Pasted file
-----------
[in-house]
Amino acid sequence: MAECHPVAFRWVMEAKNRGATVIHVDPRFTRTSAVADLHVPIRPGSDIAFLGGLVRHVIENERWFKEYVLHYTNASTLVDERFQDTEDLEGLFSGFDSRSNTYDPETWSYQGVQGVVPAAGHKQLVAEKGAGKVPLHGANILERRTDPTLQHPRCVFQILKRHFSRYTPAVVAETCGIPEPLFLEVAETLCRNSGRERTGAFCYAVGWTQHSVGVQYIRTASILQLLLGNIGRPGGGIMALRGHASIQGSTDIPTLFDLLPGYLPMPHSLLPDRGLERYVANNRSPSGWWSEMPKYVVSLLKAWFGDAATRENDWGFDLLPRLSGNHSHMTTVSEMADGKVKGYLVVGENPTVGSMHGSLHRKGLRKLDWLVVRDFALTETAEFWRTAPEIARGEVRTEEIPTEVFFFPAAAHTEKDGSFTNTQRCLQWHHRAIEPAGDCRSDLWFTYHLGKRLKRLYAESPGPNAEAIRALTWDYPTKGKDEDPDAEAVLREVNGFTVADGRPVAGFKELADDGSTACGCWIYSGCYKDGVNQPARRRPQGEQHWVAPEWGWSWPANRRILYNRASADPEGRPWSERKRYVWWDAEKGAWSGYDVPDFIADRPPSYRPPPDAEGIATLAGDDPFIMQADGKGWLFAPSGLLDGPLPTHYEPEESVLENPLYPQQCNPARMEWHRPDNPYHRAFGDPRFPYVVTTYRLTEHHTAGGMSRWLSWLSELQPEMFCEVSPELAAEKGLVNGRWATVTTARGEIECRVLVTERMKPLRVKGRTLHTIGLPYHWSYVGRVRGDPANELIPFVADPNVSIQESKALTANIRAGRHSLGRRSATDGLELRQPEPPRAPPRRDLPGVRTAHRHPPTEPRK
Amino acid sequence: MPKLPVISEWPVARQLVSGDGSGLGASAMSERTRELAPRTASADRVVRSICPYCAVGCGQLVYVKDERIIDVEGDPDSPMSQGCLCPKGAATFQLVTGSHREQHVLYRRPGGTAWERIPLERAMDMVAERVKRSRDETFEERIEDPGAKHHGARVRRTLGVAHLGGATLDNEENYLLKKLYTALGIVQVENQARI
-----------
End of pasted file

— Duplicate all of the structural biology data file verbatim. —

[in-house]
Amino acid sequence: MAECHPVAFRWVMEAKNRGATVIHVDPRFTRTSAVADLHVPIRPGSDIAFLGGLVRHVIENERWFKEYVLHYTNASTLVDERFQDTEDLEGLFSGFDSRSNTYDPETWSYQGVQGVVPAAGHKQLVAEKGAGKVPLHGANILERRTDPTLQHPRCVFQILKRHFSRYTPAVVAETCGIPEPLFLEVAETLCRNSGRERTGAFCYAVGWTQHSVGVQYIRTASILQLLLGNIGRPGGGIMALRGHASIQGSTDIPTLFDLLPGYLPMPHSLLPDRGLERYVANNRSPSGWWSEMPKYVVSLLKAWFGDAATRENDWGFDLLPRLSGNHSHMTTVSEMADGKVKGYLVVGENPTVGSMHGSLHRKGLRKLDWLVVRDFALTETAEFWRTAPEIARGEVRTEEIPTEVFFFPAAAHTEKDGSFTNTQRCLQWHHRAIEPAGDCRSDLWFTYHLGKRLKRLYAESPGPNAEAIRALTWDYPTKGKDEDPDAEAVLREVNGFTVADGRPVAGFKELADDGSTACGCWIYSGCYKDGVNQPARRRPQGEQHWVAPEWGWSWPANRRILYNRASADPEGRPWSERKRYVWWDAEKGAWSGYDVPDFIADRPPSYRPPPDAEGIATLAGDDPFIMQADGKGWLFAPSGLLDGPLPTHYEPEESVLENPLYPQQCNPARMEWHRPDNPYHRAFGDPRFPYVVTTYRLTEHHTAGGMSRWLSWLSELQPEMFCEVSPELAAEKGLVNGRWATVTTARGEIECRVLVTERMKPLRVKGRTLHTIGLPYHWSYVGRVRGDPANELIPFVADPNVSIQESKALTANIRAGRHSLGRRSATDGLELRQPEPPRAPPRRDLPGVRTAHRHPPTEPRK
Amino acid sequence: MPKLPVISEWPVARQLVSGDGSGLGASAMSERTRELAPRTASADRVVRSICPYCAVGCGQLVYVKDERIIDVEGDPDSPMSQGCLCPKGAATFQLVTGSHREQHVLYRRPGGTAWERIPLERAMDMVAERVKRSRDETFEERIEDPGAKHHGARVRRTLGVAHLGGATLDNEENYLLKKLYTALGIVQVENQARI